The Maori and Mana Parties have hit out at Act's newspaper campaign, saying it is deeply offensive and calling leader Don Brash a dinosaur who has no place in politics.
Maori Party co-leader Tariana Turia said on Saturday that the campaign was deeply offensive, not in the interests of New Zealanders "and we will not be wasting our time in commenting further".
Last night, however, her co-leader Pita Sharples issued an open letter to Dr Brash.
"You once again bring the Maori people's aspirations into contempt and ridicule. Your views are not only inaccurate and ill-founded, but are totally out of tune with middle New Zealand's ideals and aspirations for our country.
"It is clear that since your exit from Parliament, you have learnt zilch about fostering an inclusive culture to take our nation forward," he said.
Mana Party leader Hone Harawira said in a statement addressed to Dr Brash: "Your attempts to boost Act in the polls by riding on the xenophobic fears of Joe Bloggs in the street will not work this time round.
"People can see your ad for what it is - a pathetic attempt to make people believe that Maori receive privileged rights and that the boot needs to be put into the indigenous people of this country so that rich people like yourself can feel better about themselves."
The ad ran in the Weekend Herald under the headline "Fed Up with Pandering to Maori Radicals?"
It explained why Act thought Maori were getting more rights than others.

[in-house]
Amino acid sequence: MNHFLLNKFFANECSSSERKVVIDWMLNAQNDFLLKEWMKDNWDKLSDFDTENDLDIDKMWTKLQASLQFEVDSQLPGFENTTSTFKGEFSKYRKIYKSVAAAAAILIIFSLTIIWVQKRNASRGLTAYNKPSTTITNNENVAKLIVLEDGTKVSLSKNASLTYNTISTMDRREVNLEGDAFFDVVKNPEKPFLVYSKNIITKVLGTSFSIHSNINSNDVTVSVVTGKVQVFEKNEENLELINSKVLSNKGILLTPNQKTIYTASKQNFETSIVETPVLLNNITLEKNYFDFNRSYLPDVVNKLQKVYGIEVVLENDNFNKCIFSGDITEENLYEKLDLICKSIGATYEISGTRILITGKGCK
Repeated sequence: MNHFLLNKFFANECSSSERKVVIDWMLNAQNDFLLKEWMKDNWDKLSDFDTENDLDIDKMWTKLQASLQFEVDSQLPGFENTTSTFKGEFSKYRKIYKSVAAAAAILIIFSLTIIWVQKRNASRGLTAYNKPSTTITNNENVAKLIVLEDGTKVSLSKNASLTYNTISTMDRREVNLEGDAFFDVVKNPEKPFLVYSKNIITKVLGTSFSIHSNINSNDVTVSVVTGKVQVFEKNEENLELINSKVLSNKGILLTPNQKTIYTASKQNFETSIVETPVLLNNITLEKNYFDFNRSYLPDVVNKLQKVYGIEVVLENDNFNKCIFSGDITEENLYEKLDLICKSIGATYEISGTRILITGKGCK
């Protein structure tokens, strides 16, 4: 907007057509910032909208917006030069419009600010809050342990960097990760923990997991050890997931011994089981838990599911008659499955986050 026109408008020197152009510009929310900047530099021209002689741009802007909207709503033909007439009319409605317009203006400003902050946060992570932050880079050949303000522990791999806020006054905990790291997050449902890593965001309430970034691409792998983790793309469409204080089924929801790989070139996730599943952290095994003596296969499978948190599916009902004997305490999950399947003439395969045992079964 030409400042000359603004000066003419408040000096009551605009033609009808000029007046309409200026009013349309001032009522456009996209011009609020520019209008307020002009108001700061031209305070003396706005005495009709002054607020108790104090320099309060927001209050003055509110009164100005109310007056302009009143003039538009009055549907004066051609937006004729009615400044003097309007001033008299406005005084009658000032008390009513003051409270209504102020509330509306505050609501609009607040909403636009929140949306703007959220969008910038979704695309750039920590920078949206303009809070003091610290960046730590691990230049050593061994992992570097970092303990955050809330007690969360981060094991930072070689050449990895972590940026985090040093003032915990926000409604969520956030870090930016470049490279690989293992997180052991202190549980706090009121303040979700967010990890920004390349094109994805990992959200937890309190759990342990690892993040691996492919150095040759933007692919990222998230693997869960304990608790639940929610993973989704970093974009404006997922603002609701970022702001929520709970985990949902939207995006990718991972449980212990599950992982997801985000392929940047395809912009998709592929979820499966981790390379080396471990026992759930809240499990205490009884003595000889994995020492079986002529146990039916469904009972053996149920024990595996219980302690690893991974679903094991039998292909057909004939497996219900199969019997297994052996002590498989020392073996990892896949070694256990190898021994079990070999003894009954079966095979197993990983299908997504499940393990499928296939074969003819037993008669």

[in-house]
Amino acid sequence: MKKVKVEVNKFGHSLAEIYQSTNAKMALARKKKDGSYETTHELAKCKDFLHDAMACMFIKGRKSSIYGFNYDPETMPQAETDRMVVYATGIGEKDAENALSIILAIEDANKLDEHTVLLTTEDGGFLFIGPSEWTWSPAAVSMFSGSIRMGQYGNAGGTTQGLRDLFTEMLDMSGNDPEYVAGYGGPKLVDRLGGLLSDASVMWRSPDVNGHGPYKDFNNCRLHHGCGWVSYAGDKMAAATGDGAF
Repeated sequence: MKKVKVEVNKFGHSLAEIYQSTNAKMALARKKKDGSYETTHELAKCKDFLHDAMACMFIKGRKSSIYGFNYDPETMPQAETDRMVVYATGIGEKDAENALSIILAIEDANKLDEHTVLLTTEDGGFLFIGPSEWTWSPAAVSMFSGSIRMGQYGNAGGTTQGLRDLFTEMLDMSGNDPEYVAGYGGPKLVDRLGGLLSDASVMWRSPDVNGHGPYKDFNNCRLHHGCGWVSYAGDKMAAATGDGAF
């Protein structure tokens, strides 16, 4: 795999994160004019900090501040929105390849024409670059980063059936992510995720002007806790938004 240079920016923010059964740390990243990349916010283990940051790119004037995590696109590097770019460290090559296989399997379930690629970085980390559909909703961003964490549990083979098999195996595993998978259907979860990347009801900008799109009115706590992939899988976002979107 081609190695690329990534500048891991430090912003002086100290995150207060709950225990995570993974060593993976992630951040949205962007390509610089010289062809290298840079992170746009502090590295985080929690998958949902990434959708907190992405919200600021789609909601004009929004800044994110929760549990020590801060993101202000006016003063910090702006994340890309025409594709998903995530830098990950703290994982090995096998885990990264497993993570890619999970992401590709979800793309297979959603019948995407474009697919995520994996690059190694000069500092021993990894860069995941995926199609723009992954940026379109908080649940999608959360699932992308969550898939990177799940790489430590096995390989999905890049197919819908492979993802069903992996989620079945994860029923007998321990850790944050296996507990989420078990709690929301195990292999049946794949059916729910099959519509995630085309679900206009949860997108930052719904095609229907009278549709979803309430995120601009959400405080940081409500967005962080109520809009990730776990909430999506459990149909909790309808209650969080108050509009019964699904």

The Dominion Post wanted to change the headline, Dr Brash said, but he wouldn't say what to.
The headline that ran in the Herald was a moderate version, Dr Brash admitted last night.
Creative director John Ansell had wanted to go "harder and further than I wanted to go".
Mr Ansell resigned his role on Saturday after posting comments on the Kiwiblog website suggesting the party was being cowardly.
"I don't want to associate myself with those comments at all," Dr Brash said.
Mr Ansell also wrote that Act's catchment was "men and women who think like men. Not men and women who think like women. Act is the party of the strong father, not the soft mother. (By strong father I include strong women like [Ayn] Rand, Richardson and Thatcher, and by soft mother I include weak men like Key.)"
Dr Brash took over the Act leadership in April.
When he was National leader, he boosted the party's polling after making the so-called Orewa speech in 2004 on a similar theme to the advertisement.
Act polled at 1.9 per cent in last month's Herald-DigiPoll survey and 1.7 per cent in last night's TV3 Reid poll.